“Without Mrs. C, simple problems with computers would take longer to be resolved and during study halls, kids can come to the library in a quieter environment,” McNulty said.

Czuprynski is someone who will have the resources needed throughout a student’s or faculty member’s day.  You can find her typing away on a computer or talking to a student in the library anytime you need her, and she is always willing to help.


Stay Busy Over Summer


Sarah Kimmel (11) monitors the pool, while on her lifeguarding duty.

As the school year is coming to an end, summer is quickly approaching.  Beginning in less than a month, many students are starting to make summer plans and figure out what they are going to do on their break.  Many students are considering summer jobs. If you are one of those people who doesn’t know where to start, here are some ideas on local summer jobs.


Camp Counselor

A camp counselor will take on many adventures while supervising children of all age groups.  Counselors are leaders and role models for all of the children within their camp. So keep in mind these main skills you will need to be a counselor: you should like kids, have patience, good communication, and problem-solving skills.  This is a perfect job for people that think they may want to work with children or go into education. If you think camp counseling is the job for you, some local camps are Cove Valley, Camp Joy El, Whitetail Adventure Camp, and Mercersburg Academy Adventure Camp.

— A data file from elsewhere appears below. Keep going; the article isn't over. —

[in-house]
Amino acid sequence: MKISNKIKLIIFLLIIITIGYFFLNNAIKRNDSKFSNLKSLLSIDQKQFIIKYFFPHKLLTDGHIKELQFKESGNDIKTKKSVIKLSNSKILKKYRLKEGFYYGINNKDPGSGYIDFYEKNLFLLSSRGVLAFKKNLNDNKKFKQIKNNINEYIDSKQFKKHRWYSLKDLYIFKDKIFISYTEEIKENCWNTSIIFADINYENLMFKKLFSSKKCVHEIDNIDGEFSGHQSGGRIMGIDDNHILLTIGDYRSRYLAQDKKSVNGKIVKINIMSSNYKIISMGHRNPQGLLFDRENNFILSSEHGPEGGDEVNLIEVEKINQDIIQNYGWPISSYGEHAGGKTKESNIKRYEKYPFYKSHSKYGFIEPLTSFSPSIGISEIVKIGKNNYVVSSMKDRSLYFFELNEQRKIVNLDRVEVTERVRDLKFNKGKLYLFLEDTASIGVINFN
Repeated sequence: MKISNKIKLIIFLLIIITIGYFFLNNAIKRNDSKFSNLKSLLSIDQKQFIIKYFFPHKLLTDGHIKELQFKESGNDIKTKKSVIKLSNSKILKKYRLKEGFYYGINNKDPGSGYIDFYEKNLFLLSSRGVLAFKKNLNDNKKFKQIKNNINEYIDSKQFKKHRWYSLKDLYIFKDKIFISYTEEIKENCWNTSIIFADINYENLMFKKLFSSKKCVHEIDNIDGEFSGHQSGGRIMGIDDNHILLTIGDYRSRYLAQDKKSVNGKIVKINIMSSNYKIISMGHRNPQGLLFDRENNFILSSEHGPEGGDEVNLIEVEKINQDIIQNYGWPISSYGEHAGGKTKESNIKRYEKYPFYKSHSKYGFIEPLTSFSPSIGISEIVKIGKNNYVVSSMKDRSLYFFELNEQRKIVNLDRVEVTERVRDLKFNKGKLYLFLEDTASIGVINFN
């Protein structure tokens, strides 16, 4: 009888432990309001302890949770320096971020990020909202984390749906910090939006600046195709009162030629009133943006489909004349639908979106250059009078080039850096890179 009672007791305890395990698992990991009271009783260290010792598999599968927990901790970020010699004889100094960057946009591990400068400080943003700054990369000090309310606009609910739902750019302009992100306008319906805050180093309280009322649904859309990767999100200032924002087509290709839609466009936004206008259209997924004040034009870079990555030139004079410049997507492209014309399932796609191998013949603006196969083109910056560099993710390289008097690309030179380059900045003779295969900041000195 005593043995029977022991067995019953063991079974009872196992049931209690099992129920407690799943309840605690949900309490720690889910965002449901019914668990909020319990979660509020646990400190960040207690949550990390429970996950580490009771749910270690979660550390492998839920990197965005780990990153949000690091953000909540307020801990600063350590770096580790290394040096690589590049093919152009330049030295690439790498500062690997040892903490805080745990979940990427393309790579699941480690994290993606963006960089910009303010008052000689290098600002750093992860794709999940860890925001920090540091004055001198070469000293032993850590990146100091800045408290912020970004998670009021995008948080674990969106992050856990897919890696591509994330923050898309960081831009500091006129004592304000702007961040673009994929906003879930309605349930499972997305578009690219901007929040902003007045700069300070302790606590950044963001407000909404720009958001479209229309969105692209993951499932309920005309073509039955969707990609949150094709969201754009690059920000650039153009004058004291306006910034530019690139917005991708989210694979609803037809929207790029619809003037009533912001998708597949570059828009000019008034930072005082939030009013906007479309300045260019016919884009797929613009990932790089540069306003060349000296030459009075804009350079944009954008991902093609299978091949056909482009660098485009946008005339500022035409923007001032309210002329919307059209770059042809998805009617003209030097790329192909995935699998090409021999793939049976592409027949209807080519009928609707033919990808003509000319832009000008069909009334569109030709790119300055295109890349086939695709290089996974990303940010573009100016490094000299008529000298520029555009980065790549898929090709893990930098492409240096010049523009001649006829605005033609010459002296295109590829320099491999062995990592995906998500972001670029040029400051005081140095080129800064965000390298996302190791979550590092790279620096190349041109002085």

Restaurant Work

There are many areas in a restaurant that high school students can fill: a host/hostess, waitress/waiter, busser, or dishwasher.  Usually, the host duties include greeting guest and escorting the guest to their tables. As a waitress your job includes taking orders from guests, answering guest questions, and delivering food and beverages.  Busser duties include cleaning off the tables once the guest leaves the restaurant and taking the dishes back to the dishwasher.  The dishwasher’s duty is to clean and put away dishes. Working in a restaurant helps give students valuable communication skills.

“My favorite part of work is the connections I make with my co-workers and the free ice cream I get as a benefit,” said Breanna Dukehart (12) who works at Lizzy’s Ice Cream & Sandwich Shop as a cashier.


Grocery Work